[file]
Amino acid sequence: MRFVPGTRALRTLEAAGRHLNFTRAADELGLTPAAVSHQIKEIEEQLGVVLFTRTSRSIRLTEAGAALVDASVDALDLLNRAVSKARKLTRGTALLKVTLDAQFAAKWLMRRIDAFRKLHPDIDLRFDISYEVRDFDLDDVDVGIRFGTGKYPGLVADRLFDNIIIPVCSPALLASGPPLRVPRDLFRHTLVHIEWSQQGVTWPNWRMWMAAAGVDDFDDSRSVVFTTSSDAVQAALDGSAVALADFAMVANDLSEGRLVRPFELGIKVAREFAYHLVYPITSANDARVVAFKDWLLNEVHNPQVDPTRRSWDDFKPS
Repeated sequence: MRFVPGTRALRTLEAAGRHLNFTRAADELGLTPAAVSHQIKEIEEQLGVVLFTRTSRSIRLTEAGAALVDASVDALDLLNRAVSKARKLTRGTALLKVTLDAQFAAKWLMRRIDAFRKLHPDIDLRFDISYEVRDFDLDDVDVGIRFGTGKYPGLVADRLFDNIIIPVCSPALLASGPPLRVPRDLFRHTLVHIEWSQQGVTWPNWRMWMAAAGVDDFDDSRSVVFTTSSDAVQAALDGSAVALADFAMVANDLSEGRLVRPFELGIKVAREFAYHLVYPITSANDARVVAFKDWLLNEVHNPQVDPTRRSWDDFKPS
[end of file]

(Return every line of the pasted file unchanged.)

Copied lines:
Amino acid sequence: MRFVPGTRALRTLEAAGRHLNFTRAADELGLTPAAVSHQIKEIEEQLGVVLFTRTSRSIRLTEAGAALVDASVDALDLLNRAVSKARKLTRGTALLKVTLDAQFAAKWLMRRIDAFRKLHPDIDLRFDISYEVRDFDLDDVDVGIRFGTGKYPGLVADRLFDNIIIPVCSPALLASGPPLRVPRDLFRHTLVHIEWSQQGVTWPNWRMWMAAAGVDDFDDSRSVVFTTSSDAVQAALDGSAVALADFAMVANDLSEGRLVRPFELGIKVAREFAYHLVYPITSANDARVVAFKDWLLNEVHNPQVDPTRRSWDDFKPS
Repeated sequence: MRFVPGTRALRTLEAAGRHLNFTRAADELGLTPAAVSHQIKEIEEQLGVVLFTRTSRSIRLTEAGAALVDASVDALDLLNRAVSKARKLTRGTALLKVTLDAQFAAKWLMRRIDAFRKLHPDIDLRFDISYEVRDFDLDDVDVGIRFGTGKYPGLVADRLFDNIIIPVCSPALLASGPPLRVPRDLFRHTLVHIEWSQQGVTWPNWRMWMAAAGVDDFDDSRSVVFTTSSDAVQAALDGSAVALADFAMVANDLSEGRLVRPFELGIKVAREFAYHLVYPITSANDARVVAFKDWLLNEVHNPQVDPTRRSWDDFKPS